A lawyer expelled from a firm has lost her fight at the court of appeals.
The First Court of Appeals in Houston has affirmed a summary judgment in favor of Frye & Associates of Houston and two of its lawyers, Phyllis Frye and Salvador Benavidez. The decision came in a lawsuit that former partner Patricia Cantu filed after she was voted out of the firm after she used a firm debit card for personal expenses.
Cantu, now a Katy solo, had filed a civil theft, statutory and common-law fraud, common-law fraud, and conspiracy and aiding-and-abetting lawsuit against the firm, Frye and Benavidez after a financial dispute led to her expulsion.
In the underlying lawsuit, Cantu alleged that Frye & Associates, Frye and Benavidez defrauded her of her ownership interest in the firm when they voted her out without compensation after accusing her of breaching the firm’s bylaws. However, the defendants alleged in counterclaims that they expelled Cantu from the firm after she used the firm’s debit card for nearly $8,500 in personal expenses including music, ice cream and medicine.
In a June 12 memorandum opinion, the First Court affirmed a summary judgment granted by 189th District Judge Bill Burke in the lawsuit that Cantu filed after Frye and Benavidez voted her out of the partnership.
Cantu did not return two telephone messages seeking comment. Her appellate attorney, Houston solo Armando Lopez, did not immediately return a message.
Jeffrey Steidley, who represented the defendants in the appeal, said he was impressed that the court wrote a 30-page opinion and addressed each of the points of appeal.
“They could have easily affirmed the trial court on one of several grounds and let the rest of it go,” said Steidley, owner of The Steidley Law Firm of Houston.
Justice Michael Massengale wrote the opinion, joined by Justices Evelyn Keyes and Laura Carter Higley.
Here are the facts as related in the opinion, which the court notes it is taking in the light most favorable to the party against whom summary judgment was rendered:
Cantu joined Simoneaux and Frye as an associate. In 2008 Jerry Simoneaux decided to sell his 50 percent ownership interest and leave the firm. Cantu purchased a 30 percent interest in the firm from Simoneaux and became a partner, and Frye and Benavidez each bought a 10 percent ownership interest from Simoneaux.
After a partnership meeting in 2008, the firm name changed to Frye and Cantu, and the minutes of the meeting broke down the ownership interest among the partners as Frye with 60 percent; Cantu, 30 percent; and Benavidez, 10 percent.
Over the next year, Cantu used the firm debit card for numerous personal expenses totaling $8,468.63. In a deposition, Cantu said she had never discussed the personal use of the debit card with Frye or the office manager, but she testified that the firm had no policy prohibiting the use of the debit card for personal expenses as long as they were repaid on payday.
Cantu testified that her clients weren’t paying their bills, so her paycheck “continued to shrink,” and she did not repay personal use of the debit card each payday.
The opinion noted that, according to Cantu’s affidavit, Frye first learned of Cantu’s use of the debit card for personal expenses on Oct. 7, 2009, and “she sent Cantu an email accusing her of using ‘the firm’s debit card to bilk the firm in the amount of $8,468.63—in less than six months … for such things as music, ice cream, groceries, meals, clothing, medicine, cash and your health insurance premiums or copays.’”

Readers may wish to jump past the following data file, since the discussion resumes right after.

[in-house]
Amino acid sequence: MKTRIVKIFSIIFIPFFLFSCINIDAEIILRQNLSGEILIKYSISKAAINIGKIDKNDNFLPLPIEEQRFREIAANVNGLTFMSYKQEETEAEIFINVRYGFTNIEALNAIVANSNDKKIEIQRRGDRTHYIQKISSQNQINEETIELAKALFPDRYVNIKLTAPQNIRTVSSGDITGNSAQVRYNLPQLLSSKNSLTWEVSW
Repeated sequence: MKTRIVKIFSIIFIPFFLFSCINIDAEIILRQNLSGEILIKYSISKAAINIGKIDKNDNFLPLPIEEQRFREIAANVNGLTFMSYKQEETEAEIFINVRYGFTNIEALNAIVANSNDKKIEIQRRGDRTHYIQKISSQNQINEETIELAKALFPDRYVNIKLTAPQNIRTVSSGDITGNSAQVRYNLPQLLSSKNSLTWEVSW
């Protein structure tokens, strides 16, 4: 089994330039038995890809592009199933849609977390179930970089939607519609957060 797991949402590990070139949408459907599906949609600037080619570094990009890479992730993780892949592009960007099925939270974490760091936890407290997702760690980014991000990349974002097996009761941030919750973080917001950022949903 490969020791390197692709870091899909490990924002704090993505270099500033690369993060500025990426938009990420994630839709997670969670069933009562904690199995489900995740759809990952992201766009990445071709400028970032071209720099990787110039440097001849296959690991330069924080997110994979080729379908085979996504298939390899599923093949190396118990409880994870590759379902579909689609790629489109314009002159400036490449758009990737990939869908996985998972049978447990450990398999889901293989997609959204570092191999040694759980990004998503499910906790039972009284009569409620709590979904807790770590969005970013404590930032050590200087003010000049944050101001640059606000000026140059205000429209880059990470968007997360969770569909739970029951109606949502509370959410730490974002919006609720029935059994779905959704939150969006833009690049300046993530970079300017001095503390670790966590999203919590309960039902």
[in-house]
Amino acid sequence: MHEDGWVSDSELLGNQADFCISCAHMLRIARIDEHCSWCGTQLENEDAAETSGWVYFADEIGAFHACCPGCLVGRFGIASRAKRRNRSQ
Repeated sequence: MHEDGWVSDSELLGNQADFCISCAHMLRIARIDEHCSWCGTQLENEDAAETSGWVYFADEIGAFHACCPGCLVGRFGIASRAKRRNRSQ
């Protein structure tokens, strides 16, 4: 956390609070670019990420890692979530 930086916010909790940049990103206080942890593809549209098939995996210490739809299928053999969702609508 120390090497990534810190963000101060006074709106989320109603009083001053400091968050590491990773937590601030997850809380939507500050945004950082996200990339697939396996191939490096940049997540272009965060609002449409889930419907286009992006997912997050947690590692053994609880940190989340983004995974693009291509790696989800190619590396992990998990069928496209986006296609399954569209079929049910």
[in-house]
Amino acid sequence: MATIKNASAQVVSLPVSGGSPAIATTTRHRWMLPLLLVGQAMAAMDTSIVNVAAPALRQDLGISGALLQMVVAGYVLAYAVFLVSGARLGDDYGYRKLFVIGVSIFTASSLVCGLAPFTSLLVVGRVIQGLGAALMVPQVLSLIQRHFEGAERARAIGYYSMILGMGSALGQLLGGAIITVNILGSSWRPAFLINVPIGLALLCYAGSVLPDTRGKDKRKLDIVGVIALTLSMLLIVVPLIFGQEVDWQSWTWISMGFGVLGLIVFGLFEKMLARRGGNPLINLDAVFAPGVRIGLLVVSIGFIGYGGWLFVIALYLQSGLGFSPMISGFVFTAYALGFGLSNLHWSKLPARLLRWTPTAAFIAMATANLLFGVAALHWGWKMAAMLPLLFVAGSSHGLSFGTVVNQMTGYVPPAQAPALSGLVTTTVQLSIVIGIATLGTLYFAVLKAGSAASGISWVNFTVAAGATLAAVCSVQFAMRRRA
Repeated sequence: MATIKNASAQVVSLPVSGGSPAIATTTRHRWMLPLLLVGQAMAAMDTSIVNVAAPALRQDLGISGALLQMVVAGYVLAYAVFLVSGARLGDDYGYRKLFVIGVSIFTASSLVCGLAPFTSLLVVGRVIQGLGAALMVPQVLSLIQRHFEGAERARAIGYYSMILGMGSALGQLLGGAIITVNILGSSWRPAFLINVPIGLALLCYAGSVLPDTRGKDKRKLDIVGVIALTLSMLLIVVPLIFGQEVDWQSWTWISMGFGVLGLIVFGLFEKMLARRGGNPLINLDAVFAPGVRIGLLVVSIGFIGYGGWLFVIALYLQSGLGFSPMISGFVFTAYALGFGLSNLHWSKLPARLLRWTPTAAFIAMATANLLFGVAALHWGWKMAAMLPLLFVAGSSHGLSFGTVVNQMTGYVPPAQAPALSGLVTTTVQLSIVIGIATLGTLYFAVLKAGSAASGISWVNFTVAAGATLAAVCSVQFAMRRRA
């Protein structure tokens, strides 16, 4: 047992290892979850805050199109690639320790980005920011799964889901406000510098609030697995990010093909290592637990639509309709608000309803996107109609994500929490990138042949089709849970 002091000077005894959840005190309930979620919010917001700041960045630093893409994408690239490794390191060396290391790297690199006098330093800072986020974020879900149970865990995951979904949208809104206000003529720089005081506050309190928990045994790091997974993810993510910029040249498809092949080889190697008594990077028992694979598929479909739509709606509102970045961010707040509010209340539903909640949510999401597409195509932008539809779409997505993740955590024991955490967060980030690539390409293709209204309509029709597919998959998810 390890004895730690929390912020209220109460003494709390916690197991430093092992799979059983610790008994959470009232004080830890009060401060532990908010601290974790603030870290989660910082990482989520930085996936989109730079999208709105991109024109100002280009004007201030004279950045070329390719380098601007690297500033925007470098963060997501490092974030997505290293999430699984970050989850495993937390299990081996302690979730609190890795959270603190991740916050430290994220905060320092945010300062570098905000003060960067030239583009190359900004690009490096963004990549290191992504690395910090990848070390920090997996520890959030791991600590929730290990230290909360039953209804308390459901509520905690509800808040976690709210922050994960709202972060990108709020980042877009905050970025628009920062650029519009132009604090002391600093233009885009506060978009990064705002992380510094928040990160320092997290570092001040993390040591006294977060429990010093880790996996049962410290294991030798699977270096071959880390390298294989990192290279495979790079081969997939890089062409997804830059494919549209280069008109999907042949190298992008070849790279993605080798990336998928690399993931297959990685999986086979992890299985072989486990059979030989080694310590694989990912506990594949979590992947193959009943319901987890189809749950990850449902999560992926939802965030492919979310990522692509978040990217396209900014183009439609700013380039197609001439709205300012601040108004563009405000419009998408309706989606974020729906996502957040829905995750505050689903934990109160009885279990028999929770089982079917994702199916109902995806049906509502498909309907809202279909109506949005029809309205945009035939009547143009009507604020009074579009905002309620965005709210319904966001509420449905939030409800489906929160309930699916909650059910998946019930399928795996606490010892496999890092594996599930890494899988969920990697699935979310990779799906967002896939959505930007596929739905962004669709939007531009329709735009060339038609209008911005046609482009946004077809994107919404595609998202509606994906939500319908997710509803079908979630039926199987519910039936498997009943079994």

Frye also alleged that she just then learned that Cantu had more than $33,000 in uncollected fees.
“Frye closed Cantu’s debit card, changed the office locks and instructed Cantu to resign from the firm and vacate her office within two days. She also told Cantu that her portion of the outstanding client fees would be credited toward what she owed the firm and that she had until the end of November 2009 to repay an unrelated personal loan,” Massengale wrote.
Frye gave Cantu until November 2009 to repay the money, and on Oct. 13, 2009, Frye and Benavidez voted to expel Cantu from the firm with “zero membership interest” pursuant to the firm’s company agreement.
Cantu repaid the money by Aug. 16, 2010, and she filed Patricia Cantu v. Frye & Associates two months later. In the petition, she brought these causes of action against Frye & Associates, Frye and Benavidez: civil theft, statutory and common-law fraud in connection with her stock purchase, common-law fraud in connection with her expulsion from the firm, and conspiracy and aiding and abetting, also in connection with her expulsion. The defendants counterclaimed against her for bringing a frivolous suit, breach of fiduciary duty and theft of property.
The trial judge granted summary judgment in favor of Frye & Associates, Frye and Benavides, and they nonsuited their counterclaims. Cantu appealed that ruling, and the appeals court affirmed the summary judgment.
The appeals court concluded that the summary judgment evidence “conclusively shows” that the defendants’ actions in voting Cantu out of the firm and forfeiting her financial interest were not unlawful. The appeals court held that the trial judge correctly granted the defendants’ motion for summary judgment. It also overruled Cantu’s motion that the trial court erred in not granting her no-evidence motion for summary judgment as to counterclaims. The court found that because Cantu did not obtain a ruling from the trial court on that motion, the issue was waived.
Frye & Associates is now Frye, Oaks & Benavidez.